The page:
Maintaining Sustaining

Ten Less-Crowded National Parks To Restore You

Having been pretty much been shut-in for nearly a year, everyone is anxious to enjoy life as we remember it. The four walls are closing in, the kids are driving you crazy and any sort of outlet cannot come soon enough. An escape to the great outdoors could be just what you need.

Since we’re not out of the (COVID) woods for the foreseeable future, there are ways to safely take a break while rediscovering your adventurous side. When planning a getaway why not consider a trip to a national park? We’re not talking about the usual, often-visited (and congested) treasures like the Grand Canyon or the Great Smoky Mountains. There are plenty of fantastic alternatives. Always dreamed of seeing Yellowstone’s Old Faithful? Lassen Volcanic National Park is equally stunning and is remote enough to allow for safe social distancing.

Related: “What Is Ecotherapy?”

Here are a few other less jam-packed gems:

Channel Islands (California)

Located off the coast of Southern California, this five-island oasis has a year-round Mediterranean-type climate, 27 species of cetaceans which includes dolphins, porpoises, whales, and breeding colonies of sea lions and seals. Not much might and muscle is needed to hike the relatively flat trails and water enthusiasts can take in a little swimming, kayaking, snorkeling, or surfing.

Pinnacles (East of Salinas Valley in central California)

Formed from ancient volcanic eruptions, and with 30 miles of trails, Pinnacles is perfect for bird watchers, rock climbers, stargazers, and cave explorers. This park is recommended as a winter destination, due to summer temperatures often rising above 100 degrees.

Black Canyon of the Gunnison (Montrose County, Colorado)

Described as Colorado’s version of the Grand Canyon, Black Canyon of the Gunnison boasts shock-and-awe scenery with its hiking trails, steep cliffs, and sharp spires. Trout is plentiful and waiting for serious anglers and while the roads are closed during the winter, the park is open along the rim for snowshoeing and cross-country skiing.

Dry Tortugas (Florida)

Seven small islands 70 miles west of Key West make up this kaleidoscope of marine life. It is also home to Fort Jefferson, one of the nation’s largest 1800’s-era fortresses built to protect shipping lanes in North America. Dry Tortugas is accessible by boat, including ferry services or seaplane and there is a camping site for those who want to stick around to go snorkeling or simply bask in the tranquility.

Isle Royale (Keweenaw County, Michigan)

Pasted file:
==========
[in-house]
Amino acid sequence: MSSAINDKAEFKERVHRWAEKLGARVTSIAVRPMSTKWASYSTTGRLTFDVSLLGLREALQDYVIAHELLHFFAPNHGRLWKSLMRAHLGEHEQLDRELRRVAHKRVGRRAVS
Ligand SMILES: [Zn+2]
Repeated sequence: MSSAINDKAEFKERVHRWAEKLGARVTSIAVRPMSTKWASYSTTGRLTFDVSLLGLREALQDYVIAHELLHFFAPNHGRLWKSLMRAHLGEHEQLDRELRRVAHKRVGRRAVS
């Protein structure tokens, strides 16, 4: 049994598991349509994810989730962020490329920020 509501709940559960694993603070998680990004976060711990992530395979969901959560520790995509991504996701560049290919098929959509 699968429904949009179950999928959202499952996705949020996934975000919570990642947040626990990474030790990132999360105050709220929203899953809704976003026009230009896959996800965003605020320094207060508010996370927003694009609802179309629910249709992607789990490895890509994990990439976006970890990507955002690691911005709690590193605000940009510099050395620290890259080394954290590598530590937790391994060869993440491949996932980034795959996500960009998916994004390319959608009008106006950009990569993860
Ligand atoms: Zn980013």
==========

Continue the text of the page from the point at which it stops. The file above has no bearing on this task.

Isle Royale is also only accessible by boat or plane. Surrounded by Lake Superior, what a wilderness dream for scuba divers, solace seekers, and hikers with 166 miles of trails. One added treat is the full-service 60-room, 20-cottage Rock Harbor Lodge where guests can rest and relax while being lulled to sleep by the distant call of a loon.

Voyageurs (near International Falls, Minnesota)

If you love the water then this water-centric park might be a place to keep in mind. Don’t forget to bring those binoculars along for a chance to spot typical Northwoods animals like moose, gray wolves, and black bears. Houseboats are available for renting or you can take up lodging at the century-old Kettle Falls Hotel.

Great Basin (White Pine County, Nevada)

The two claims to fame for this mountainous desert park: best visibility of the Milky Way in the continental U.S.; and the Lehman Caves feature of 300 rare shield formations and creepy crawlers like pseudoscorpions. True nature-lovers will be able to explore the mysterious underground caverns or hike among the earth’s oldest living trees.

Congaree (near Eastover, South Carolina)

Giant trees and moss-draped bald cypresses define this 20,000-acres of hardwood forest. Adjacent to the Congaree River, there are hours of hiking, kayaking, and canoeing to be had.

Guadalupe Mountains (east of El Paso, Texas)

Here you will find 80 miles of trails winding through woodland canyons and verdant springs. Also, it’s put up or shut up for backpackers faced with the challenge of climbing to the Top of Texas – 8,751-foot Guadalupe Peak also known as Signal Peak.

North Cascades (near Sedro-Woolley, Washington)

Breathtaking waterfalls, alpine landscapes, thousand-year-old cedar trees, and more than 300 glaciers are just some of the things to create memories from. The rugged mountains make for a hiker’s paradise and whitewater rafting opportunities are forever calling.

National parks are unique set-aside spaces for us to experience and to appreciate the great outdoors. They can be the most powerful stress-reducer during these trying times. So get out there!

-Sharon Oliver

Photo: Pexels.com

 

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